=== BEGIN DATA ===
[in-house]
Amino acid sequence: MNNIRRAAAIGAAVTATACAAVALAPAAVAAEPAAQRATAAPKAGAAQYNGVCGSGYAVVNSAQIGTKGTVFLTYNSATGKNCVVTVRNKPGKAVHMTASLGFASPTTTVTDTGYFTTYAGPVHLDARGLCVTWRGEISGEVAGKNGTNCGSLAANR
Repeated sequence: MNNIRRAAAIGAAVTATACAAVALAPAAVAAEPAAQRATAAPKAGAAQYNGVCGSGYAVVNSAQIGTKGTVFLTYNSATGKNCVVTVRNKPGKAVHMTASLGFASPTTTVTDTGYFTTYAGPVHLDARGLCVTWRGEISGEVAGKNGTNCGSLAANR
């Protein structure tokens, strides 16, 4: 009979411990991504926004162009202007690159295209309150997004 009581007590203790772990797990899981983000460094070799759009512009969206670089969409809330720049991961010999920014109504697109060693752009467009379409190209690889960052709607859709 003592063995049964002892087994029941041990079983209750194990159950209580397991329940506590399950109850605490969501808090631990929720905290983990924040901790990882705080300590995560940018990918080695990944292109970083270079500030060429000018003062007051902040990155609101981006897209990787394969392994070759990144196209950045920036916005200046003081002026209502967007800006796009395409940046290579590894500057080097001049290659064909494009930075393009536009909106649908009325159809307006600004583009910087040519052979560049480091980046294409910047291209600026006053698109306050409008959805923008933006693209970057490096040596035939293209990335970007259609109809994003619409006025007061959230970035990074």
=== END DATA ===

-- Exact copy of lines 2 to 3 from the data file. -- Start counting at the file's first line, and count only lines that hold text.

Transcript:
Amino acid sequence: MNNIRRAAAIGAAVTATACAAVALAPAAVAAEPAAQRATAAPKAGAAQYNGVCGSGYAVVNSAQIGTKGTVFLTYNSATGKNCVVTVRNKPGKAVHMTASLGFASPTTTVTDTGYFTTYAGPVHLDARGLCVTWRGEISGEVAGKNGTNCGSLAANR
Repeated sequence: MNNIRRAAAIGAAVTATACAAVALAPAAVAAEPAAQRATAAPKAGAAQYNGVCGSGYAVVNSAQIGTKGTVFLTYNSATGKNCVVTVRNKPGKAVHMTASLGFASPTTTVTDTGYFTTYAGPVHLDARGLCVTWRGEISGEVAGKNGTNCGSLAANR